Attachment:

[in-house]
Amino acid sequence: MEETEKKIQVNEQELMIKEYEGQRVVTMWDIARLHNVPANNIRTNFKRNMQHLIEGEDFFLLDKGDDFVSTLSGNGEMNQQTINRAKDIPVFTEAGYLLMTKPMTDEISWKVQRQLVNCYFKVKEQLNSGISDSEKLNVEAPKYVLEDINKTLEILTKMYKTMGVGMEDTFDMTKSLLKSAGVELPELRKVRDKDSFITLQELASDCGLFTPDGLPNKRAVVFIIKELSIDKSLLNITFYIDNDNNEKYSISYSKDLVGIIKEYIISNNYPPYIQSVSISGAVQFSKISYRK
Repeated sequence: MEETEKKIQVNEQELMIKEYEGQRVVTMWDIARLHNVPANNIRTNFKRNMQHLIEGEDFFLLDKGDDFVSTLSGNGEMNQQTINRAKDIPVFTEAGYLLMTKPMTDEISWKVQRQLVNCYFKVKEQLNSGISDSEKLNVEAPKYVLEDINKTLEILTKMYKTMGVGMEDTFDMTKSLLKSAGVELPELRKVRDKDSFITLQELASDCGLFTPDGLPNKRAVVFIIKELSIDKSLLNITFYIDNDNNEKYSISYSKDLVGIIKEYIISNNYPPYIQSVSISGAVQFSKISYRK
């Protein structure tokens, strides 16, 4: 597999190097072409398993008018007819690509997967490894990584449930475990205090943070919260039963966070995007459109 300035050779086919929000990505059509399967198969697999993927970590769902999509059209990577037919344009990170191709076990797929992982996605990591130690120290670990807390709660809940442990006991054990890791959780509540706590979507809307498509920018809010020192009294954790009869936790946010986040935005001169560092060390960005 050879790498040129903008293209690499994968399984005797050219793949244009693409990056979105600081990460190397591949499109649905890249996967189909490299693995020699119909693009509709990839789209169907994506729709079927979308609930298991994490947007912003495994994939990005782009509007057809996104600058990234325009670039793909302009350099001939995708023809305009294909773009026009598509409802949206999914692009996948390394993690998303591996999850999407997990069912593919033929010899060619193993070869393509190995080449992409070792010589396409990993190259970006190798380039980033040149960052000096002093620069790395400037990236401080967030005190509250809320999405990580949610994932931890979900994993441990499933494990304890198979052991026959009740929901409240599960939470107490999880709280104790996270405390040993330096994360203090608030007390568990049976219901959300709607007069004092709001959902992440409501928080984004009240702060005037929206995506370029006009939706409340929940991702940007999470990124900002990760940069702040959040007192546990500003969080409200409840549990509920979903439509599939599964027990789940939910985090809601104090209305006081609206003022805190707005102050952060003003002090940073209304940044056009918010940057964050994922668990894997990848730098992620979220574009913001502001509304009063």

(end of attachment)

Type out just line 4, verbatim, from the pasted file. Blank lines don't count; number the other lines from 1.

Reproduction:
């Protein structure tokens, strides 16, 4: 597999190097072409398993008018007819690509997967490894990584449930475990205090943070919260039963966070995007459109 300035050779086919929000990505059509399967198969697999993927970590769902999509059209990577037919344009990170191709076990797929992982996605990591130690120290670990807390709660809940442990006991054990890791959780509540706590979507809307498509920018809010020192009294954790009869936790946010986040935005001169560092060390960005 050879790498040129903008293209690499994968399984005797050219793949244009693409990056979105600081990460190397591949499109649905890249996967189909490299693995020699119909693009509709990839789209169907994506729709079927979308609930298991994490947007912003495994994939990005782009509007057809996104600058990234325009670039793909302009350099001939995708023809305009294909773009026009598509409802949206999914692009996948390394993690998303591996999850999407997990069912593919033929010899060619193993070869393509190995080449992409070792010589396409990993190259970006190798380039980033040149960052000096002093620069790395400037990236401080967030005190509250809320999405990580949610994932931890979900994993441990499933494990304890198979052991026959009740929901409240599960939470107490999880709280104790996270405390040993330096994360203090608030007390568990049976219901959300709607007069004092709001959902992440409501928080984004009240702060005037929206995506370029006009939706409340929940991702940007999470990124900002990760940069702040959040007192546990500003969080409200409840549990509920979903439509599939599964027990789940939910985090809601104090209305006081609206003022805190707005102050952060003003002090940073209304940044056009918010940057964050994922668990894997990848730098992620979220574009913001502001509304009063």